Transitioning from a life of independence to moving back home because of COVID-19 can initially make you feel like you are losing control of your new identity. It’s a constant internal debate as to who you need to be in this old, but new environment.
Acclimating feels like stepping on eggshells where you constantly ask yourself:
Is it safe to be the new me back home?
On the outside, you look just like you left. On the inside, you know you are a different person.
Gone unwatched, feeling ungrounded can get you into unhealthy coping mechanisms such as binge drinking, bursting in anger, and isolating yourself.
If you feel like you are going crazy, you are not alone.
Here are five healthy ways you can gain back control of your daily life.
1. Be the Boss of Your Morning
Do you know that hazy state of mind right after waking up? When you are just making sense of what’s happening around you? That is the perfect time to ground yourself with a morning routine.
You can start your morning with a quiet affirmation statement reminding yourself who you are. It sounds silly but it works! You can do a quick 1–2 sentence statement; somewhere along the lines of: I am Cristine, and my mission is to be a writer, entrepreneur, and speaker. Today, I am choosing to be grateful.
It’s less about the content and more of the act of having a routine in the first place. You are creating a sense of control within you early in the day.
I recommend the book The Miracle Morning by Hal Elrod if you want to learn more about crafting your morning routine.
2. Utilize the Power of Habits
Adjusting to timezones, temperatures, and people can be overwhelming.
I used to move along with whatever is going on in my environment. This go with the flow mindset resulted in me feeling lost, anxious, and ungrounded.
“Anxiety is the dizziness of freedom.” ― Søren Kierkegaard
What solved this lack of groundedness is intentionally imposing a structure within myself wherever I go.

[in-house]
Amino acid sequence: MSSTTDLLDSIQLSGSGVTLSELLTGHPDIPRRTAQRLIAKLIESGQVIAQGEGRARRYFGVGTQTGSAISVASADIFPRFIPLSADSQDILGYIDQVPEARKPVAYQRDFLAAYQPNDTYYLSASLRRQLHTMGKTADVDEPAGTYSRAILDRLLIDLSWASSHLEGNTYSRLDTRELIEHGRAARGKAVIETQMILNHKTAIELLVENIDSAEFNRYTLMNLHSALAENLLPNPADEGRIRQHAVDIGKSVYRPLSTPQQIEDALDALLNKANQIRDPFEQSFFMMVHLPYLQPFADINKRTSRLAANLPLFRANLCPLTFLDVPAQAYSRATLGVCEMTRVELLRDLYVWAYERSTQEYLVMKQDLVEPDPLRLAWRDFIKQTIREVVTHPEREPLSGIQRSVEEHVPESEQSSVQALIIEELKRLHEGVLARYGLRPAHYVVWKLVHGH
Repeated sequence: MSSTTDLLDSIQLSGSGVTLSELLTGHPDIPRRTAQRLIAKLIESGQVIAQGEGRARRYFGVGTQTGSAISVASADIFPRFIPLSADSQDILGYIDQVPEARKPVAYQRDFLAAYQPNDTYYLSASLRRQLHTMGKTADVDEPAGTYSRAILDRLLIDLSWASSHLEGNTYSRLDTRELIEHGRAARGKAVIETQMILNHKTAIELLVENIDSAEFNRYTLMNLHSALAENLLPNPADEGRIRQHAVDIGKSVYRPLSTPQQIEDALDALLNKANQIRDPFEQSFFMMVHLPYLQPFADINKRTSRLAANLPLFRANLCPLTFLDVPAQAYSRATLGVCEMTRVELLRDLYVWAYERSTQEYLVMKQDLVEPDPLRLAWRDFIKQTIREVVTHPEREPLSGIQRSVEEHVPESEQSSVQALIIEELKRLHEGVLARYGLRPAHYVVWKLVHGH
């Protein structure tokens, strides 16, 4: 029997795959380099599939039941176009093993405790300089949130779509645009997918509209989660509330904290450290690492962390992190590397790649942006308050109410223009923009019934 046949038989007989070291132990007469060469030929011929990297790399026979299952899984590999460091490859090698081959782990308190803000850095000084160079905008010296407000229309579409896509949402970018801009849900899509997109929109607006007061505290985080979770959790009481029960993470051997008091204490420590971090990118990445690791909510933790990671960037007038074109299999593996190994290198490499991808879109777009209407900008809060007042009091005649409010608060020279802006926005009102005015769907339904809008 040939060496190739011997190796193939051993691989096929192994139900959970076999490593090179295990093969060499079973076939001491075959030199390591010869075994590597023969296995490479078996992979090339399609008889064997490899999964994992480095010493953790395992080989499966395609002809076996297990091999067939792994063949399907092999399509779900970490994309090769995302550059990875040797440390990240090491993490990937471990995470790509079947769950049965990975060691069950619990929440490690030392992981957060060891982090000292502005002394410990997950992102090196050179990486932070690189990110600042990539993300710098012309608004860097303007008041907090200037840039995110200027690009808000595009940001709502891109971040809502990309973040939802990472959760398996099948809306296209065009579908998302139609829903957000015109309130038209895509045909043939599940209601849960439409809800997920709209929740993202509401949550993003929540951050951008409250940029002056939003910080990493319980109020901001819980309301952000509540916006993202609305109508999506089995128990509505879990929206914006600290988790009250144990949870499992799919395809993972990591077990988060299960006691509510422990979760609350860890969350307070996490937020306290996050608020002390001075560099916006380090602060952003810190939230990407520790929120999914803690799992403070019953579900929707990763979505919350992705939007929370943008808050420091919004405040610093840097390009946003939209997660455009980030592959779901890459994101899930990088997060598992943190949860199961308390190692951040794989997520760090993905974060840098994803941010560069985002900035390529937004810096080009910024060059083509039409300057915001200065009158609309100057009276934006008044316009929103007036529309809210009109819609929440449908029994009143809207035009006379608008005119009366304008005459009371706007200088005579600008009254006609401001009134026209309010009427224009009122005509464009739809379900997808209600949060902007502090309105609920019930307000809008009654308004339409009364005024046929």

I have a list of three non-negotiable habits — working out, journaling, and reading. It doesn’t matter if I were in a conference in San Francisco or in the beaches of the Philippines. I need those three habits in my daily life.
Having a structure can save you from the unpredictability and frenzy of constant travel.
3. Visualize Chaos
Anticipate potential chaos before landing.
In Stoicism and in Psychology, we call this strategy Negative Visualization.
It is natural to feel isolated when things around you are not going as planned. The best way to prevent feelings of isolation is to face the problem even before it arrives.
By preparing for the worst and visualizing how you would handle it, nothing can faze you anymore.
If you know you are going to feel bad after reuniting with certain family members from your hometown, such as Uncle John, visualize how you will protect yourself against him and other toxic relatives.
Through the process of visualization, you can better equip yourself by mentally preparing for challenging situations. Visualize what could go wrong and mentally combat the worst case scenario beforehand.
4. Recreate Your Comfort Food
A hack that you can use to feel at home wherever you go is through food.
Dining for me is more than food — it is a memory of emotions.
I’ve never had that much bobba tea as I’ve had when I felt homesick for Taiwan back in Los Angeles. When I miss the Philippines, I look for the nearest Filipino restaurant and order Palabok. Now that I’m temporarily back in Taiwan, I crave simple dessert like Trader Joe’s Banana Bread, my comfort food in the States.
Food has a magical ability to transport you from a foreign town to home in three seconds.
How about you — What is your comfort food? How can you recreate it at home?
5. Have an Anchoring Object
An anchor is an object which makes you feel at home whenever you look at it or hold it.
It can be a Netflix series, a journal, or your childhood stuffed toy. Just like the anchor of a ship — it keeps you from getting carried away by the tides of the water.
My anchor is my Google Docs journal. I’ve been writing on it for four years now and it is literally, my best friend.
What object or experiences makes you feel at home?
By creating healthy habits and anchoring yourself back to your center, you can move wherever in the world with calm, security, and confidence.